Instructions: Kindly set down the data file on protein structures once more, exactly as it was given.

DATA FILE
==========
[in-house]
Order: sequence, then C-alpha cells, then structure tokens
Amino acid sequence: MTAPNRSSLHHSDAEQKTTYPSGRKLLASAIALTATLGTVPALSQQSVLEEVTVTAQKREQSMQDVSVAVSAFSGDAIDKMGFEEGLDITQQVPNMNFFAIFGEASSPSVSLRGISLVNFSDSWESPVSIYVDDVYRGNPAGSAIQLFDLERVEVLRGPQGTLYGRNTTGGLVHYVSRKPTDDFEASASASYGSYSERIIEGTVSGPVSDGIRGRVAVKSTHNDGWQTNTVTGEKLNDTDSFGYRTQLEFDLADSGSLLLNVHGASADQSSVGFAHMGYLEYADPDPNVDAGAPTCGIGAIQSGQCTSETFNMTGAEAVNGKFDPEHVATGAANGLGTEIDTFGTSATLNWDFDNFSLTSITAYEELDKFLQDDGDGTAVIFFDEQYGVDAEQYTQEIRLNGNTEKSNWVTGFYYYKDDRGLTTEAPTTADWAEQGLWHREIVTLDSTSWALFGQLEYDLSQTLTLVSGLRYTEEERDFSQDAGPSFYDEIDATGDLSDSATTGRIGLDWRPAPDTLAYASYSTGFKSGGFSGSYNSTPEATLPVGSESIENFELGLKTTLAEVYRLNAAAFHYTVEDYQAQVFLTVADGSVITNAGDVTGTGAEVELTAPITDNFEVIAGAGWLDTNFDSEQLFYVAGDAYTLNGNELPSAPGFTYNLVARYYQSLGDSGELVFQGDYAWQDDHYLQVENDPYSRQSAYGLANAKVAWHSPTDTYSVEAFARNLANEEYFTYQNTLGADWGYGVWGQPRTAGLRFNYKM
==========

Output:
[in-house]
Order: sequence, then C-alpha cells, then structure tokens
Amino acid sequence: MTAPNRSSLHHSDAEQKTTYPSGRKLLASAIALTATLGTVPALSQQSVLEEVTVTAQKREQSMQDVSVAVSAFSGDAIDKMGFEEGLDITQQVPNMNFFAIFGEASSPSVSLRGISLVNFSDSWESPVSIYVDDVYRGNPAGSAIQLFDLERVEVLRGPQGTLYGRNTTGGLVHYVSRKPTDDFEASASASYGSYSERIIEGTVSGPVSDGIRGRVAVKSTHNDGWQTNTVTGEKLNDTDSFGYRTQLEFDLADSGSLLLNVHGASADQSSVGFAHMGYLEYADPDPNVDAGAPTCGIGAIQSGQCTSETFNMTGAEAVNGKFDPEHVATGAANGLGTEIDTFGTSATLNWDFDNFSLTSITAYEELDKFLQDDGDGTAVIFFDEQYGVDAEQYTQEIRLNGNTEKSNWVTGFYYYKDDRGLTTEAPTTADWAEQGLWHREIVTLDSTSWALFGQLEYDLSQTLTLVSGLRYTEEERDFSQDAGPSFYDEIDATGDLSDSATTGRIGLDWRPAPDTLAYASYSTGFKSGGFSGSYNSTPEATLPVGSESIENFELGLKTTLAEVYRLNAAAFHYTVEDYQAQVFLTVADGSVITNAGDVTGTGAEVELTAPITDNFEVIAGAGWLDTNFDSEQLFYVAGDAYTLNGNELPSAPGFTYNLVARYYQSLGDSGELVFQGDYAWQDDHYLQVENDPYSRQSAYGLANAKVAWHSPTDTYSVEAFARNLANEEYFTYQNTLGADWGYGVWGQPRTAGLRFNYKM